More tips from the L&T team at the Faculty of Science and Engineering on teaching – and learning – online. For the first post, see here.

Be present. Create and maintain your online presence, not just as teacher and convenor, but also as a fellow learner. Keep communicating with students, and keep up students’ communication with each other. Your teaching team, co-convenors, and tutors can help with this, particularly with answering and monitoring student questions and comments.

Be selective in how you communicate. Limit use of emails so students’ (and your) inboxes aren’t overwhelmed. Use the channels provided through iLearn for teaching and unit matters and keep email channels clear for Faculty and University-wide communication. 

Be organised. Ensure your iLearn unit is organised logically, in terms of structure and format, as well as content. Get as much feedback on newly redesigned content as you can, and before release.

Be conservative in using new tools – keep technology as simple as you can. If you need to use something new, give students (and yourself) time, space – not to mention, clear instructions – on how to use, and get used to, the technology.

Be honest. Give students full information on why you are making changes to activities, the order of topics etc – be honest and explain the reasoning behind changes where ever possible. Link new learning activities to the existing learning goals and outcomes and explain how they connect so that students can switch focus to the new tasks.

Be clear. Establish expectations for online interactions and time periods for replies to questions or posts, i.e. ‘within 12 hours on weekdays’. For one-to-one online consultations, consider using a free online tool for students to book time with you, for example, https://calendly.com/

Be aware. Not all students will have reliable, regular, or even sufficient access to the Internet or to a later-model or even working computer. Consider the accessibility of your contentnot all formats will work for all students.

Be aware too: not all students with accessibility needs will be officially registered with the institution so it is up to individual teachers to investigate – with discretion – for particular accessibility requirements. From AimiHamraie on Twitter:  some questions to ask students regarding supporting their specific needs for learning online:

  1. Do you have reliable internet and a computer at home? Does your computer have a camera in case we need to use Zoom video conference?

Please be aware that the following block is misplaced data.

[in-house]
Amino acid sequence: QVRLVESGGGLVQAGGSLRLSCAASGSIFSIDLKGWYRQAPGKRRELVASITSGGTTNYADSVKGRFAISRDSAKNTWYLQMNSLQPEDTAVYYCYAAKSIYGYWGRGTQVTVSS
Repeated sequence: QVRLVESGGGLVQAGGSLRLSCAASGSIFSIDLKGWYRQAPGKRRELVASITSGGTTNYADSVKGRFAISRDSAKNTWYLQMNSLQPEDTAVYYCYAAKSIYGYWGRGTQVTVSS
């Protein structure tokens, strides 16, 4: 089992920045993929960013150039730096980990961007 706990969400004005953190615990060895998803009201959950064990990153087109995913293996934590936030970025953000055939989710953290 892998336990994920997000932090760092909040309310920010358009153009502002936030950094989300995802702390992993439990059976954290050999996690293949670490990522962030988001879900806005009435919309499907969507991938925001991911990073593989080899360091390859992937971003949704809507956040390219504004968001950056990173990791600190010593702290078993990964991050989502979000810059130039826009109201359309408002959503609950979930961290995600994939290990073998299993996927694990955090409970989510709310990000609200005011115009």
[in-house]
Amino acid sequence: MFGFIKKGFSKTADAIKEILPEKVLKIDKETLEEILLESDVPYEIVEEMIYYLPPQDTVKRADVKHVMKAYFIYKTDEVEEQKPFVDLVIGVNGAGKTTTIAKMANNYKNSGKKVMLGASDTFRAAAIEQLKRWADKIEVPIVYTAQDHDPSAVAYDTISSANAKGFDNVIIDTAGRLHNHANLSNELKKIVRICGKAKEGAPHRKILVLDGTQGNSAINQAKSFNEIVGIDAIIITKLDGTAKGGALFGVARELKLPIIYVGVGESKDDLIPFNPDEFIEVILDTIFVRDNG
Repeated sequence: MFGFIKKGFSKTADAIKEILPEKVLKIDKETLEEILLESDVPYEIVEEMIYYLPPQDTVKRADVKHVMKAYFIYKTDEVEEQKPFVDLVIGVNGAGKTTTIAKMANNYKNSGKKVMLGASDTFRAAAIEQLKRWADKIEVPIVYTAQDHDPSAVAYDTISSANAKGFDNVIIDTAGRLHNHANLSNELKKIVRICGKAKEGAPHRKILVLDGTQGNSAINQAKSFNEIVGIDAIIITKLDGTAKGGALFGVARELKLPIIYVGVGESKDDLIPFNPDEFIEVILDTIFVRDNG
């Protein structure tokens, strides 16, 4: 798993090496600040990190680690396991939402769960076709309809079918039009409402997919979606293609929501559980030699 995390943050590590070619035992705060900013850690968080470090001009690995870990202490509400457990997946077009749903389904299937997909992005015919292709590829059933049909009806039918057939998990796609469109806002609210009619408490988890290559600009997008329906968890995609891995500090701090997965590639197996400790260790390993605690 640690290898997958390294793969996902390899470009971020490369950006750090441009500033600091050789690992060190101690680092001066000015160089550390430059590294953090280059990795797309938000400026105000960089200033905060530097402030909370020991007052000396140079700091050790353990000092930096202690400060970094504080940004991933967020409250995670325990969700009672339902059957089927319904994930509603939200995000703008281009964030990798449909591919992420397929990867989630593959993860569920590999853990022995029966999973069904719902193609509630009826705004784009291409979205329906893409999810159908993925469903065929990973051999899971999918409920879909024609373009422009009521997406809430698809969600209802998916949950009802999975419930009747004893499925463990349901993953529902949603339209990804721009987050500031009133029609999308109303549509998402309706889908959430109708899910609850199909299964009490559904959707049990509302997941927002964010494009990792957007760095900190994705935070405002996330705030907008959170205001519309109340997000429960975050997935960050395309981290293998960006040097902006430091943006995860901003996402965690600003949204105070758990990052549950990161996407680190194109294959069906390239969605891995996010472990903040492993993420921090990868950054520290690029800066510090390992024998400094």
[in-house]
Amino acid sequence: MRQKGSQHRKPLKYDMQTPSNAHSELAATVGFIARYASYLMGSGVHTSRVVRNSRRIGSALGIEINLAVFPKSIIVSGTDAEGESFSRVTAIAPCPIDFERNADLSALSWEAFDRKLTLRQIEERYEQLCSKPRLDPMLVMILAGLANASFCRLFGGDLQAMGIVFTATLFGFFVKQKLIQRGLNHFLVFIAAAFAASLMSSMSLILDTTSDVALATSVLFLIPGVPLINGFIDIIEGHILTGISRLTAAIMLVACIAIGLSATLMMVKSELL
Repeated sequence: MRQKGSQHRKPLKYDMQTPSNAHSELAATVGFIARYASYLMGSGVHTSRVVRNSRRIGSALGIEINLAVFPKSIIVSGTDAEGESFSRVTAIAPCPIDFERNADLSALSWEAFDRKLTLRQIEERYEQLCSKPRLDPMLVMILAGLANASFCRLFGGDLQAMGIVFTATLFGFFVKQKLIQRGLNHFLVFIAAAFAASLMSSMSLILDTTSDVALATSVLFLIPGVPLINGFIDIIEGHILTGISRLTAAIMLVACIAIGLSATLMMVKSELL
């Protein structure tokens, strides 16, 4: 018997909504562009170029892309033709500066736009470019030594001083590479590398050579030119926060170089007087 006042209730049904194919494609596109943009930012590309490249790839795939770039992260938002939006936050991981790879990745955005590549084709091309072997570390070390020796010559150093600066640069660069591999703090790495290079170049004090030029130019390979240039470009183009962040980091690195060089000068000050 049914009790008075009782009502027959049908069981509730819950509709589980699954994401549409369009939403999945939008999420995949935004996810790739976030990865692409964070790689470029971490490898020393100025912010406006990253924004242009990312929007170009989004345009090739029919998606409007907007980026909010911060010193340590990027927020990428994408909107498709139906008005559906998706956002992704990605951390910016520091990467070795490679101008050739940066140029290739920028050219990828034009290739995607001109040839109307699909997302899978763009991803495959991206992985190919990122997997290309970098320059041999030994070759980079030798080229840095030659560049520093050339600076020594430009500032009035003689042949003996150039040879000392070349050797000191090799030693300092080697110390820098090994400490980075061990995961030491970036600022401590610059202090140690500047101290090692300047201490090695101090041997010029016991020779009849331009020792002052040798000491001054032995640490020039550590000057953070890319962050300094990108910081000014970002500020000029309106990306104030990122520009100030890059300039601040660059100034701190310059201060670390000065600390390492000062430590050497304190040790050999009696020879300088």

2. Do you have any accessibility requests for me regarding online teaching (for example, readings available in a different format, transcription of conversations, specific approaches to discussion boards, or a preference of video discussion vs. discussion boards)?
  3. Please let me know if you need help accessing any resources, including basic needs (food, shelter, medical care), psychological care and counselling, a ride, or access to technology.”

Some further tips:

  • Conduct an online survey using some or all of the questions above – and follow up with adjustments and alternatives to activities that rely on regular access to the Internet and/or a computer.
  • Note that synchronous activities such as video meetings may not work for all – and may be difficult for people, for example, with caring responsibilities and/or dependants at home. Consider low-or no- bandwidth alternatives to videos.

(above all) Be human. Don’t be afraid to be upfront with students about all you and colleagues are doing to ensure that their learning is impacted as little as possible – or even enhanced – by any moves online. If you need a starting point, Humanizing Online Teaching by M. Raygoza and A. Norris provides some practical advice for synchronous and asynchronous online teaching for genuine personal connection and engagement.

More resources:

Teche on what to consider when moving Face-to-Face to online: https://teche.mq.edu.au/2018/06/considerations-for-transferring-face-to-face-activities-online/

Teaching online in the present crisis: what you need to know now (external link) by Michael Sankey, Griffith University

Videoconferencing alternatives; how low-bandwidth teaching will save us all (external link) by Daniel Stanford at DePaul University

Keep Teaching: Strategies Indiana University (external link) – a good guide with practical suggestions, including for labs

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